On 11-12 July, the NATO summit will take place in Vilnius. A possible invitation to Ukraine to join the Alliance is the hottest topic.
Kyiv hopes to be granted a Membership Action Plan or to join the Alliance under a shortened procedure after the war. Ukraine’s invitation to join NATO has already been supported by 21 of the Alliance’s 31 member states.
On 29 June, Ukraine’s Foreign Minister Dmytro Kuleba had a telephone conversation with NATO Secretary General Jens Stoltenberg. The Foreign Minister called for a clear understanding of Ukraine’s path to joining the Alliance. The Minister thanked the NATO chief for his efforts and support for Ukraine.
During our call today, I commended @JensStoltenberg for his efforts to make the NATO summit in Vilnius a success. Ukraine continues to work actively with all NATO Allies to convince them that the time for clarity on Ukraine’s membership in the Alliance has come.Dmytro Kuleba, Ukraine’s Foreign Minister
Ukrainian Foreign Minister Dmytro Kuleba appealed to the German government and urged Germany not to repeat the mistakes made by former Chancellor Angela Merkel in Bucharest in 2008. Back then, she strongly opposed any advancement of Ukraine’s membership in NATO. This decision led to the Russian invasion of Georgia and Ukraine.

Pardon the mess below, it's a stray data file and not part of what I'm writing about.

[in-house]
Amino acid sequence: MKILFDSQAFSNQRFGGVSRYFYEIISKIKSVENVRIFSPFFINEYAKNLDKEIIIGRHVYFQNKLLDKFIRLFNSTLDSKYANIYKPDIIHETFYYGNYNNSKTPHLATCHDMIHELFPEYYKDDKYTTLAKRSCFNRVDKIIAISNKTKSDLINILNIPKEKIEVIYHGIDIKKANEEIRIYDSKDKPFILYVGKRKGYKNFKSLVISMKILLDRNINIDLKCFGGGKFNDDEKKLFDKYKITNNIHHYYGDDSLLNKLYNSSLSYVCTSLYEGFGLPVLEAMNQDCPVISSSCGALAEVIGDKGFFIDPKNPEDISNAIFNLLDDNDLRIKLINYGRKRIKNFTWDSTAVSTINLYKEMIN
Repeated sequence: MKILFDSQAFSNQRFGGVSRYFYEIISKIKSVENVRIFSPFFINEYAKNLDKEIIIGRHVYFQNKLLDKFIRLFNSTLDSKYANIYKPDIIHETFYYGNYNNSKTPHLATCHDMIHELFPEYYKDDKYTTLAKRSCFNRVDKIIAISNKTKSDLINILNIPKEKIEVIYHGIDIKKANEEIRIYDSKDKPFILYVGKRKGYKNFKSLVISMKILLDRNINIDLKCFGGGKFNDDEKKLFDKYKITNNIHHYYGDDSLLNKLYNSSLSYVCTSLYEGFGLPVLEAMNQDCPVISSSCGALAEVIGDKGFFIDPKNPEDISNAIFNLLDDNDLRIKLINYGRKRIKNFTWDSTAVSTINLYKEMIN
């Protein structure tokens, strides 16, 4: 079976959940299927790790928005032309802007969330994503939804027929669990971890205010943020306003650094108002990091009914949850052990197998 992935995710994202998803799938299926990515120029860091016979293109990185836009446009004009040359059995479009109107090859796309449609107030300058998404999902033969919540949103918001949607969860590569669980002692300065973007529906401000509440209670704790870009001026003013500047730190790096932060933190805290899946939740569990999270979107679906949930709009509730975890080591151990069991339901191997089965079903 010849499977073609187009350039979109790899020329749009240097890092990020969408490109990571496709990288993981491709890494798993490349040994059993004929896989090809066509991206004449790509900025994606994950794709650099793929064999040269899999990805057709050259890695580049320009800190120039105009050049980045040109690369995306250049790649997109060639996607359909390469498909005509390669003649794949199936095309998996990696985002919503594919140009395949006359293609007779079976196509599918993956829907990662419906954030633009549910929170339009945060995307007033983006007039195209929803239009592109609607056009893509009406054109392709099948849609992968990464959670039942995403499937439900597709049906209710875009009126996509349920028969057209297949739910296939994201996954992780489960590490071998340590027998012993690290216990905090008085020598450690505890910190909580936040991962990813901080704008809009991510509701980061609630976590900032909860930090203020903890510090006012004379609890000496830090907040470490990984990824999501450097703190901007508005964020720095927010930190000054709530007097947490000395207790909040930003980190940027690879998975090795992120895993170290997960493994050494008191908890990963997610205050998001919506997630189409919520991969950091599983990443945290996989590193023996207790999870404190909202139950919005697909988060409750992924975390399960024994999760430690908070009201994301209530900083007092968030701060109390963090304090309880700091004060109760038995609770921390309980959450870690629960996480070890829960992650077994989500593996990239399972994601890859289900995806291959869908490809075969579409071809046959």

Mr Kuleba said in an interview with the German newspaper Bild the Alliance’s decision at that time “opened the door for Putin’s invasion of Georgia and, ultimately, the illegal annexation of Crimea”. If Ukraine had already been a member of NATO in 2014, the annexation of Crimea, the war in Donbas and the invasion of the entire country would not have happened.
21 member states support Ukraine’s accession to NATO
On Saturday, 1 July, Ukraine and Spain signed a joint declaration, which became the 21st document to support Ukraine’s membership in NATO. Spain wants to see Kyiv in the Alliance and vows to provide military and humanitarian assistance.
This was announced during a joint briefing by President of Ukraine Volodymyr Zelenskyy and Spanish Prime Minister Pedro Sanchez, who was on a visit to Kyiv.
Russia’s war of aggression changed countries’ stance on Ukraine’s accession to NATO
At the same time, in key European countries, attitudes towards Ukraine’s accession to NATO have changed under the influence of Russia’s full-scale war and invasion of Ukraine.
Putin’s aggression has deprived sceptical NATO countries of the most potent counterargument against Ukraine’s membership – a possible escalation by Russia if Kyiv is invited to join the Alliance. The all-out war has already happened.
French politicians and experts admit that while a few years ago they did not support the idea of Ukraine’s membership in NATO, today, they see nothing wrong with it.
Similarly, in the opinion of all leading German security experts, Germany will not oppose Ukraine’s invitation to NATO if it gets the green light from the White House.
Stoltenberg says Ukraine’s accession to NATO will be considered after the war
Estonian Prime Minister Kaja Kallas, speaking to NATO Secretary General Jens Stoltenberg, said that Ukraine would have a surprise regarding NATO membership. Still, she does not want to give it away.
However, NATO Secretary General Jens Stoltenberg stated that Ukraine’s accession to the Alliance would be considered after a full-scale war with Russia.